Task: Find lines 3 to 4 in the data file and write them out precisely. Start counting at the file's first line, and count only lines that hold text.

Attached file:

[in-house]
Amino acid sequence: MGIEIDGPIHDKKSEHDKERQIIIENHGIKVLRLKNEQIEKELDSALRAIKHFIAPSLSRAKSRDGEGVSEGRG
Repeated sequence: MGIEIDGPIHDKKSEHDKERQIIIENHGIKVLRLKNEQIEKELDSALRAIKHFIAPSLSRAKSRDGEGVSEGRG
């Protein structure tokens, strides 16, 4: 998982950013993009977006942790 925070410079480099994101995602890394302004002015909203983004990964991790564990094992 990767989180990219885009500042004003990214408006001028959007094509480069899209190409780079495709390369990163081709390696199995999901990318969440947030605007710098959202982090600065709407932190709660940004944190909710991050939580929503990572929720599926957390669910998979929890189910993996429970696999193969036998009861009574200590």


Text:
Repeated sequence: MGIEIDGPIHDKKSEHDKERQIIIENHGIKVLRLKNEQIEKELDSALRAIKHFIAPSLSRAKSRDGEGVSEGRG
């Protein structure tokens, strides 16, 4: 998982950013993009977006942790 925070410079480099994101995602890394302004002015909203983004990964991790564990094992 990767989180990219885009500042004003990214408006001028959007094509480069899209190409780079495709390369990163081709390696199995999901990318969440947030605007710098959202982090600065709407932190709660940004944190909710991050939580929503990572929720599926957390669910998979929890189910993996429970696999193969036998009861009574200590």